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Smart City For A Smarter Way Of Life

By Christoph Fitih
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Smart city conjures up images of a connected car; a refrigerator ordering milk from the nearest grocery store; a microwave automatically heating our dinner just as we like it and the television putting on our favorite program as per our instructions.

It is understandably tough to align these images with the realities of a developing nation. It is then hardly surprising that the smart cities are generally perceived to be for the developed countries.

But, going beyond the much-publicized smart city applications such as a driverless vehicle, there are powerful use cases in public safety, waste management, healthcare, education or transport. Smart cities innovatively use information and communication technologies to enhance the quality of urban life.They promote sustainable development conducive to inclusive growth and development. Smart Cities can be key tools to achieving global goals of creating livable and sustainable urban spaces, which can meet the present and future economic and social needs of the developing nations.

The African countries are in the early stages of the urbanization and are thus best placed to take advantage of the smart cities concept. It is the second fastest urbanizing region in the world, after Asia. Experts believe that by 2020, Africa will overtake Asia. Africa is projected to become 56% urban by 2050 .

This rapid growth means that this is the perfect time for policymakers to take advantage of the smart city concepts and develop cities, which will be able to meet the demands of the future generations. Including smart cities in the overall strategies will allow Africa to develop new cities and to enhance the livability of the existing city infrastructure as more and more people start living in the urban spaces.

The administrations of many African countries realize this and have already started to take steps for smart city deployment. Nigeria came up with Smart City policy last year and Rwanda unveiled Smart Cities Blueprint, a framework to help the country to hasten the adoption of ICT-driven initiatives in cities across Africa.

Robust, reliable, agile and scalable communications network are the foundation of smart cities. Ubiquitous coverage that can provide real-time intelligence and insights to the administration is a prerequisite for a successful smart city deployment. The service providers will need to upgrade their networks to meet the demand of the future smart cities.

It is a huge opportunity for the telecom service providers. To begin with, the data consumption will increase significantly as the citizens start to use the network to conduct many day-to-day tasks and transactions. Smart city essentially allows the people to use a vast network of devices and sensors with many smaller networks integrated into a cohesive communications ICT infrastructure.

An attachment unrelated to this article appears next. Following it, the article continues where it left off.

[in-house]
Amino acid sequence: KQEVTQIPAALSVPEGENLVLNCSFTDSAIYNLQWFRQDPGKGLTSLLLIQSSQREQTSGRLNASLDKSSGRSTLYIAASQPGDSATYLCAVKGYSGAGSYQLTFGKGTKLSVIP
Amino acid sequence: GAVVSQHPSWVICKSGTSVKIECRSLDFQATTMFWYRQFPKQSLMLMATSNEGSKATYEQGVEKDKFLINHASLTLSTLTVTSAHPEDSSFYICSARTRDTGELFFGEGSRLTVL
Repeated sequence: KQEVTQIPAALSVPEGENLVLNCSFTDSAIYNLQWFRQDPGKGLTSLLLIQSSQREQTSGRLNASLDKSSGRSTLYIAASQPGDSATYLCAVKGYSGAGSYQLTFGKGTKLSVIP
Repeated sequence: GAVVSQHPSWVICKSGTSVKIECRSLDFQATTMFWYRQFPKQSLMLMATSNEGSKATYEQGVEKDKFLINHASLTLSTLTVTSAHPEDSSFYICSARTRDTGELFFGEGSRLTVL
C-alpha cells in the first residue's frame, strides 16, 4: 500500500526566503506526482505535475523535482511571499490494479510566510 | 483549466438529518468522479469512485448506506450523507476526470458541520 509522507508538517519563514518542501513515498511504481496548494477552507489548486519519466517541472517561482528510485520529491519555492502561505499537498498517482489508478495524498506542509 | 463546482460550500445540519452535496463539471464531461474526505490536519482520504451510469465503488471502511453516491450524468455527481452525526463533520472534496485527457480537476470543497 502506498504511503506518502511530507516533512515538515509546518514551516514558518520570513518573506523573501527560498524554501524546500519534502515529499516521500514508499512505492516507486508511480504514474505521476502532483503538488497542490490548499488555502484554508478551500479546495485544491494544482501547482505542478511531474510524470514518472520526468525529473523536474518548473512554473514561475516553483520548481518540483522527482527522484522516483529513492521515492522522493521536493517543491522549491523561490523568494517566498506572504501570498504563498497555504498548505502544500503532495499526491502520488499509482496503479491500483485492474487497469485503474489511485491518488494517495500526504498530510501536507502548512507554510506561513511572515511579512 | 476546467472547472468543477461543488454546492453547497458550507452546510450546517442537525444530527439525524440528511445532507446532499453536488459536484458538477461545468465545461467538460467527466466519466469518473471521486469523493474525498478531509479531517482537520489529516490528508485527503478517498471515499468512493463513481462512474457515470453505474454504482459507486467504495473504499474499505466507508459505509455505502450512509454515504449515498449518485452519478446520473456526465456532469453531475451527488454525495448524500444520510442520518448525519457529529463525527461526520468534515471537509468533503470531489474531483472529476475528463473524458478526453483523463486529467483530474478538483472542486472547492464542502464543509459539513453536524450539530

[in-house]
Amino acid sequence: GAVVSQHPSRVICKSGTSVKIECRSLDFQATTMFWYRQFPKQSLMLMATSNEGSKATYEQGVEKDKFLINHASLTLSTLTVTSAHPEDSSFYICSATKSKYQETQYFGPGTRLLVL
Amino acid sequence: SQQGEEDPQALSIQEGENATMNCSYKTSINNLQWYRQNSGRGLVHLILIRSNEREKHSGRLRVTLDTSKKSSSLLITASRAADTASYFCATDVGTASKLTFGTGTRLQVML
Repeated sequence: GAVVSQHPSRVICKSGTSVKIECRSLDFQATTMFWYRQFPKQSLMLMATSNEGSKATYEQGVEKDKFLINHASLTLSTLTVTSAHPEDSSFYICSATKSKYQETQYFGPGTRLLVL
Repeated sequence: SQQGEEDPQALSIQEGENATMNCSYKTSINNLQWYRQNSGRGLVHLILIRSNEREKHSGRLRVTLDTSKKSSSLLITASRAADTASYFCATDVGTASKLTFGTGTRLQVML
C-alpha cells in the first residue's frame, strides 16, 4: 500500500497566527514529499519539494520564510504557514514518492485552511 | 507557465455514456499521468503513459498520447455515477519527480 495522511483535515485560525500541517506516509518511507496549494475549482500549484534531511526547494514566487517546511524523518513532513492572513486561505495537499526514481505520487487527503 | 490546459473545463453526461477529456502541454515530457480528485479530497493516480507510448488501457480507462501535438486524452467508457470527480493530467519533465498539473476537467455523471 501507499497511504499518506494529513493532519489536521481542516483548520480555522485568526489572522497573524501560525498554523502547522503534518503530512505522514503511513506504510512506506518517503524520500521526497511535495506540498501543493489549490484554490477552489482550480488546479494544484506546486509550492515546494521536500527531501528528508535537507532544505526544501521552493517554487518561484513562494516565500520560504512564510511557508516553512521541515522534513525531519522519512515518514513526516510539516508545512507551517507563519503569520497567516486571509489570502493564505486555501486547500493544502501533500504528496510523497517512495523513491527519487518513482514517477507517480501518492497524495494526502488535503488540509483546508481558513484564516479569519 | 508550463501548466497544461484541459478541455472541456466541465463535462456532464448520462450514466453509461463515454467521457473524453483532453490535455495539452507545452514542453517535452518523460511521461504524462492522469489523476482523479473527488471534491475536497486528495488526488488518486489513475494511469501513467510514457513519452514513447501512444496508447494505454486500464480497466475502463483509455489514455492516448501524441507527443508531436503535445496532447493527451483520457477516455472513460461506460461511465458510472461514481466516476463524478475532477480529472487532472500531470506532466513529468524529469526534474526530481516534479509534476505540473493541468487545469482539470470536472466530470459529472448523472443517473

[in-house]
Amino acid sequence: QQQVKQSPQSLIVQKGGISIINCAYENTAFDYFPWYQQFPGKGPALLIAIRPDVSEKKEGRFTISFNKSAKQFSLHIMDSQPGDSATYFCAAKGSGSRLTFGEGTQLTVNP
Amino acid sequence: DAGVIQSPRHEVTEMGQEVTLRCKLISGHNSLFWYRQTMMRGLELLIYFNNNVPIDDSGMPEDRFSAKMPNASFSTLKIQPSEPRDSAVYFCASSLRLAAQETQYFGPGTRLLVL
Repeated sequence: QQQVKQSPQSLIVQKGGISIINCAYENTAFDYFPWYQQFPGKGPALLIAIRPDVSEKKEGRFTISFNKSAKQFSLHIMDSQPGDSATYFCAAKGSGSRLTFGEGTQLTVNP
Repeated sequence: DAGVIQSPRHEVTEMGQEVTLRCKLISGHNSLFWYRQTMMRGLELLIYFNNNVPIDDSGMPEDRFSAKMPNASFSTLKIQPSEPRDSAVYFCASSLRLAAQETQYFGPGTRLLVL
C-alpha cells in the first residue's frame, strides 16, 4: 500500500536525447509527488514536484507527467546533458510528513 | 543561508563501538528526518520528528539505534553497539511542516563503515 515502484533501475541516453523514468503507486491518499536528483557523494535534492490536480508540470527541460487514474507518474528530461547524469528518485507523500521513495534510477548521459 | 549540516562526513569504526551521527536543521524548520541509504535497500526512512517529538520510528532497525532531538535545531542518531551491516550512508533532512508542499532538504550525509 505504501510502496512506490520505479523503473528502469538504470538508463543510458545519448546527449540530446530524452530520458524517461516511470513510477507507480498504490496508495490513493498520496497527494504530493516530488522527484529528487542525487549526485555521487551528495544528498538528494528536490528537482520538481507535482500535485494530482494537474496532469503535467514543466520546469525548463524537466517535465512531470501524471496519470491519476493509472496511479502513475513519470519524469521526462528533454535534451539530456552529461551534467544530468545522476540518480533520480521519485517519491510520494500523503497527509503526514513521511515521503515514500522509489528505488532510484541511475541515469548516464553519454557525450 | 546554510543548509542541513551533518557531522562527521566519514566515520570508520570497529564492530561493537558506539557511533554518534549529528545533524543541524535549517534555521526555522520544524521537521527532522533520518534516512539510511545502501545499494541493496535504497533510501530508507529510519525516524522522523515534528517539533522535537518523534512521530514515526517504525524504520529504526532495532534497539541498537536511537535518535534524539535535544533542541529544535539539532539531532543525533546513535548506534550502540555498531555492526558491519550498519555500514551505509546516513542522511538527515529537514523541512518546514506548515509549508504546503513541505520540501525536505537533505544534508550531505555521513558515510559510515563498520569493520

The existing networks needs cannot meet a smart city infrastructure. Overhaul of the networks will be required to meet the unique requirements of a network for the Internet of Things and a smart city network. A Gartner report says that 8.4 billion things will be connected by 2020, which will result in significant signaling challenge for the service providers. A crucial advantage of a smart city is collection and analysis of data generated by the sensors. It provides valuable usage information to the firms who can then use it to come up with targeted products leading to additional revenue generation.

How can telcos prepare the networks for Smart City?

Globally, the service providers have started to leverage the advantages offered by latest technology concepts such as Software Defined Networking (SDN) and Network Functions Virtualization (NFV). These technology concepts enable telcos to add agility and flexibility to the networks. Automation and programmable aspect further makes it easier to connect millions of sensors and devices. It also allows the managers to control the network from a single control panel making it easier to manage a vast network.

Virtualization brings down dependence on hardware making it easier for the telcos to expand and launch new services. It also helps them to bring down the cost by focusing on the software aspect and reducing the space requirements. Virtualization enables service providers to scale in real time in keeping with the market demand.

A key feature that supports smart city is Network Slicing. Basically, network slicing divides the network into different parts to support many services. This feature allows prioritization of services, which is crucial to the deployment of a successful smart city project. For instance, it ensures that the calls to hospitals are prioritized in case of a natural disaster.

Service providers across the globe are taking advantage of these technological concepts to upgrade their networks for the requirements of Internet of Things and smart cities. African cities might be behind big global metros like New York or London, but successful adoption of new technology approaches can help it to leapfrog and turn their cities more sustainable and future ready. The sooner the African telcos leverage SDN and NFV technologies, better are their chances to be in a leadership position once the smart city market takes off.

Christoph Fitih is Sales Director – Africa, Parallel Wireless


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